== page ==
I didn't really take in your transmitter location but obvious if you have unmanned drones flying over head and the Aberporth radar and telemetry you could of course be getting radio interference from temporary equipment. I'm sure when that big radar swings around you could get zapped and I note the coastal footpath sign warns against the nature of the radar in use :(. So it may well have been pseudo military interference which us town / home county dwellers don't get. Expect you are going to say you live at the opposite end of all of this.

I see they carried out a satnav jamming experiment in the 90s with boat owners not happy but you were fine if you were not in line of sight of Aberporth, perhaps times change and freeview is now a target :).
 
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talos

talos

Super Moderator
Staff member
I didn't really take in your transmitter location but obvious if you have unmanned drones flying over head and the Aberporth radar and telemetry you could of course be getting radio interference from temporary equipment. I'm sure when that big radar swings around you could get zapped and I note the coastal footpath sign warns against the nature of the radar in use :(. So it may well have been pseudo military interference which us town / home county dwellers don't get. Expect you are going to say you live at the opposite end of all of this.

I see they carried out a satnav jamming experiment in the 90s with boat owners not happy but you were fine if you were not in line of sight of Aberporth, perhaps times change and freeview is now a target :).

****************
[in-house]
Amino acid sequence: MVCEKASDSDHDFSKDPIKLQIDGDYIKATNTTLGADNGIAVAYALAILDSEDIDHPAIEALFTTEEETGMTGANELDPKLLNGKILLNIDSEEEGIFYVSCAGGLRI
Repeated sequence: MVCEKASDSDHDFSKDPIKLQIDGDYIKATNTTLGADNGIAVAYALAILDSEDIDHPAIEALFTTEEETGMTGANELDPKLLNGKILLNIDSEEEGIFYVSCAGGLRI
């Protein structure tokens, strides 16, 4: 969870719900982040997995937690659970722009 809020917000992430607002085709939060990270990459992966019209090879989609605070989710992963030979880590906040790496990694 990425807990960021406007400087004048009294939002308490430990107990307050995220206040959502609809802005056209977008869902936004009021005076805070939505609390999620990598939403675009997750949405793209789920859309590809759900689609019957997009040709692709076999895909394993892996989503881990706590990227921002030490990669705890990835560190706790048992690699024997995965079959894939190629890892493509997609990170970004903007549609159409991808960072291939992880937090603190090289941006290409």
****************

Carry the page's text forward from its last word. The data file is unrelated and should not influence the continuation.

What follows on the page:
No you have us bang on, we are in the middle of the exclusion zone, we do get lit up by the radar on occasion's , but its easy to tell because it's usually a regular pulse and only lasts until we hear the aircraft (less than a min in most cases). The drones don't seem to create interference just noise, and we are used to that, we don't wave to them anymore.:bye:
The sat nav incident was of course denied by all involved;). Things have improved around here since they stopped testing AA and AS rockets, but the tourists still come, so they still like it. The signal problem has not re-occurred so I assume the repeater was being "improved" .
 

Tell

Member
I suspect just the area where you were was getting subjected to bursts of radio emissions from the range. Probably a cavalier attitude to frequency use and military equipment. You probably had a white van parked next door full of engineers... I did see a rocket go up once from there whilst on a caravanning holiday as a little boy. I did cross referencer the rocket launches via Wiki with "works holiday week" and worked out the year and rocket type. Father use to recover German aeroplanes in the war so he converted beachcombing into the recovery of rocket parts, we did find some. The streak into the air was a good sight. Its a pencilled in retirement destination or Pembrokeshire (little England). Mind you lack of HD Freeview channels. Although I did pick up RTE in HD on my Android tablet with TV adaptor on a cliff edge close to the range.
 
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talos

talos

Super Moderator
Staff member
It was said to be in danger of closing a while back, but the fact it has a range covering many miles of open sea swayed their decision, the last rocket part found was dredged up in a fishing net, caused quite a stir I can tell you. Men in white vans I'm not so sure of, but we do have a surfeit of Openreach engineers in the vicinity, far too many in my opinion for such a small village.